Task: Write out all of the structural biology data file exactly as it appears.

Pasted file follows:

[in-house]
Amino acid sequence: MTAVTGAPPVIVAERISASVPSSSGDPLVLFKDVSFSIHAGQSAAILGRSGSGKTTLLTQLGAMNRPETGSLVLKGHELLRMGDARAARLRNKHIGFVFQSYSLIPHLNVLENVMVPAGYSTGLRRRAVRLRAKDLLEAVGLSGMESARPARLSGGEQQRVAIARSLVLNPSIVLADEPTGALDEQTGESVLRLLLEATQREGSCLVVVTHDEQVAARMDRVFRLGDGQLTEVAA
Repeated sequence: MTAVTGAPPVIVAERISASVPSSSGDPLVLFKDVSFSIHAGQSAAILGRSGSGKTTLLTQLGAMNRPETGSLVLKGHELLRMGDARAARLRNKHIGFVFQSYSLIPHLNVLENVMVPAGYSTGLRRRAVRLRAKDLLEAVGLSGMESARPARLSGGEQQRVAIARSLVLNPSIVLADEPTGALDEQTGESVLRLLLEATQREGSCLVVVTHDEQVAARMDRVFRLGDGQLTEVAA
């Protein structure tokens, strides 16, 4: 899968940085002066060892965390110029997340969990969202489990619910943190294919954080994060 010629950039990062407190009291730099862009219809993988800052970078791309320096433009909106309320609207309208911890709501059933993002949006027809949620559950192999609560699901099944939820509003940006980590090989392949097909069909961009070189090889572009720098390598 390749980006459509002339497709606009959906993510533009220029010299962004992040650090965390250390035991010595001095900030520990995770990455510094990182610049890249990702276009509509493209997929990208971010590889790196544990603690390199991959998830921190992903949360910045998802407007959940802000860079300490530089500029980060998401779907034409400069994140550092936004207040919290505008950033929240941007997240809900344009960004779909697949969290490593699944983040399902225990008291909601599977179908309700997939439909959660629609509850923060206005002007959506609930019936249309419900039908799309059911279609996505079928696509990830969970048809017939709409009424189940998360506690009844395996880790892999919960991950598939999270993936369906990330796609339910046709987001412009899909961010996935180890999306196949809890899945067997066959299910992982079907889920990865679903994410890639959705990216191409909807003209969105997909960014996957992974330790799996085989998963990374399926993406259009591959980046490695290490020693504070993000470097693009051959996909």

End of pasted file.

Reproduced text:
[in-house]
Amino acid sequence: MTAVTGAPPVIVAERISASVPSSSGDPLVLFKDVSFSIHAGQSAAILGRSGSGKTTLLTQLGAMNRPETGSLVLKGHELLRMGDARAARLRNKHIGFVFQSYSLIPHLNVLENVMVPAGYSTGLRRRAVRLRAKDLLEAVGLSGMESARPARLSGGEQQRVAIARSLVLNPSIVLADEPTGALDEQTGESVLRLLLEATQREGSCLVVVTHDEQVAARMDRVFRLGDGQLTEVAA
Repeated sequence: MTAVTGAPPVIVAERISASVPSSSGDPLVLFKDVSFSIHAGQSAAILGRSGSGKTTLLTQLGAMNRPETGSLVLKGHELLRMGDARAARLRNKHIGFVFQSYSLIPHLNVLENVMVPAGYSTGLRRRAVRLRAKDLLEAVGLSGMESARPARLSGGEQQRVAIARSLVLNPSIVLADEPTGALDEQTGESVLRLLLEATQREGSCLVVVTHDEQVAARMDRVFRLGDGQLTEVAA
């Protein structure tokens, strides 16, 4: 899968940085002066060892965390110029997340969990969202489990619910943190294919954080994060 010629950039990062407190009291730099862009219809993988800052970078791309320096433009909106309320609207309208911890709501059933993002949006027809949620559950192999609560699901099944939820509003940006980590090989392949097909069909961009070189090889572009720098390598 390749980006459509002339497709606009959906993510533009220029010299962004992040650090965390250390035991010595001095900030520990995770990455510094990182610049890249990702276009509509493209997929990208971010590889790196544990603690390199991959998830921190992903949360910045998802407007959940802000860079300490530089500029980060998401779907034409400069994140550092936004207040919290505008950033929240941007997240809900344009960004779909697949969290490593699944983040399902225990008291909601599977179908309700997939439909959660629609509850923060206005002007959506609930019936249309419900039908799309059911279609996505079928696509990830969970048809017939709409009424189940998360506690009844395996880790892999919960991950598939999270993936369906990330796609339910046709987001412009899909961010996935180890999306196949809890899945067997066959299910992982079907889920990865679903994410890639959705990216191409909807003209969105997909960014996957992974330790799996085989998963990374399926993406259009591959980046490695290490020693504070993000470097693009051959996909």